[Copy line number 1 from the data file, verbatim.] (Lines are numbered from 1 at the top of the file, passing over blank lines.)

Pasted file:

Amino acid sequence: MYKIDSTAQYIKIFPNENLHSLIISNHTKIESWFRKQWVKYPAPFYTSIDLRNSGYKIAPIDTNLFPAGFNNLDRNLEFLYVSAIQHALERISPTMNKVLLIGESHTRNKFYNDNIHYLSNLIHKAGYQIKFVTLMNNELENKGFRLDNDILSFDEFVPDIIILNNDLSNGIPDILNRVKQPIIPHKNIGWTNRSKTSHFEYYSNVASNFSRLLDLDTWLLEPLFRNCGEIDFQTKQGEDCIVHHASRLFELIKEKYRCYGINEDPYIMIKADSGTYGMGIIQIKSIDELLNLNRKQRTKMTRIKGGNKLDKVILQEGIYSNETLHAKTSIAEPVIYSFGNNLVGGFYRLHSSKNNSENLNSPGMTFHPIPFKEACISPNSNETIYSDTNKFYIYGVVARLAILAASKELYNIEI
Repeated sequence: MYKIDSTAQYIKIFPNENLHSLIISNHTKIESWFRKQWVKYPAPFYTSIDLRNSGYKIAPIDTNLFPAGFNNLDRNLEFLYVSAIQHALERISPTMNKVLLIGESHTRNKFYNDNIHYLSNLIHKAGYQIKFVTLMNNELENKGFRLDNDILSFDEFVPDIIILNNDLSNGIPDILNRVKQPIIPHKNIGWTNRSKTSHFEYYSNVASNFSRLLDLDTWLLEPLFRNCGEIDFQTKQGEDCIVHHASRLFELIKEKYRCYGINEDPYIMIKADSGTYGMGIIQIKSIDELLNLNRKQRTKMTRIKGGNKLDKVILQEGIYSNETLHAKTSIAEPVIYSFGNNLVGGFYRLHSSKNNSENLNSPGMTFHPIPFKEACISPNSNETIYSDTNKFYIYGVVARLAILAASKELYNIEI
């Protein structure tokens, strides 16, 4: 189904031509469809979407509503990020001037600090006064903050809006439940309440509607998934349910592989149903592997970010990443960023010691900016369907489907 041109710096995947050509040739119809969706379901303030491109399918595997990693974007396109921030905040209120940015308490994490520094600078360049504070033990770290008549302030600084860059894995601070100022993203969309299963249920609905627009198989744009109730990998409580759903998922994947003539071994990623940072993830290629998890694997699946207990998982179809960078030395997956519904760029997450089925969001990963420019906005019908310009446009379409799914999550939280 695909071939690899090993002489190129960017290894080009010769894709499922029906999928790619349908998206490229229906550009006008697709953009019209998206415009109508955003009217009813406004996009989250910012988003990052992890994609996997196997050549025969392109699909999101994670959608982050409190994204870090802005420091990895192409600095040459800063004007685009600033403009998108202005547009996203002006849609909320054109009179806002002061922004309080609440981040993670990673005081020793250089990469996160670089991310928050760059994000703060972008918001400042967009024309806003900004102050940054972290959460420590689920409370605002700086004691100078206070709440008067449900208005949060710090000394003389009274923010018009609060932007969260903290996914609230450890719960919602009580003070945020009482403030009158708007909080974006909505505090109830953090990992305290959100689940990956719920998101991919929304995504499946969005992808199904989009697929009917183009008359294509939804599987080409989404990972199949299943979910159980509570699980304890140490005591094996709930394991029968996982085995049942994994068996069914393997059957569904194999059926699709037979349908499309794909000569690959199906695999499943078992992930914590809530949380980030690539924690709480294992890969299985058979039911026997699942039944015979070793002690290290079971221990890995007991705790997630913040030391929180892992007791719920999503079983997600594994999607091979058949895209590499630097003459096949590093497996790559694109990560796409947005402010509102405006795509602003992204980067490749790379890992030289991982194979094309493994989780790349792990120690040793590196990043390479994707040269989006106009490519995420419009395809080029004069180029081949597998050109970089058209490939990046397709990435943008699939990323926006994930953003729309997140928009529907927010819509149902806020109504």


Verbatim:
Amino acid sequence: MYKIDSTAQYIKIFPNENLHSLIISNHTKIESWFRKQWVKYPAPFYTSIDLRNSGYKIAPIDTNLFPAGFNNLDRNLEFLYVSAIQHALERISPTMNKVLLIGESHTRNKFYNDNIHYLSNLIHKAGYQIKFVTLMNNELENKGFRLDNDILSFDEFVPDIIILNNDLSNGIPDILNRVKQPIIPHKNIGWTNRSKTSHFEYYSNVASNFSRLLDLDTWLLEPLFRNCGEIDFQTKQGEDCIVHHASRLFELIKEKYRCYGINEDPYIMIKADSGTYGMGIIQIKSIDELLNLNRKQRTKMTRIKGGNKLDKVILQEGIYSNETLHAKTSIAEPVIYSFGNNLVGGFYRLHSSKNNSENLNSPGMTFHPIPFKEACISPNSNETIYSDTNKFYIYGVVARLAILAASKELYNIEI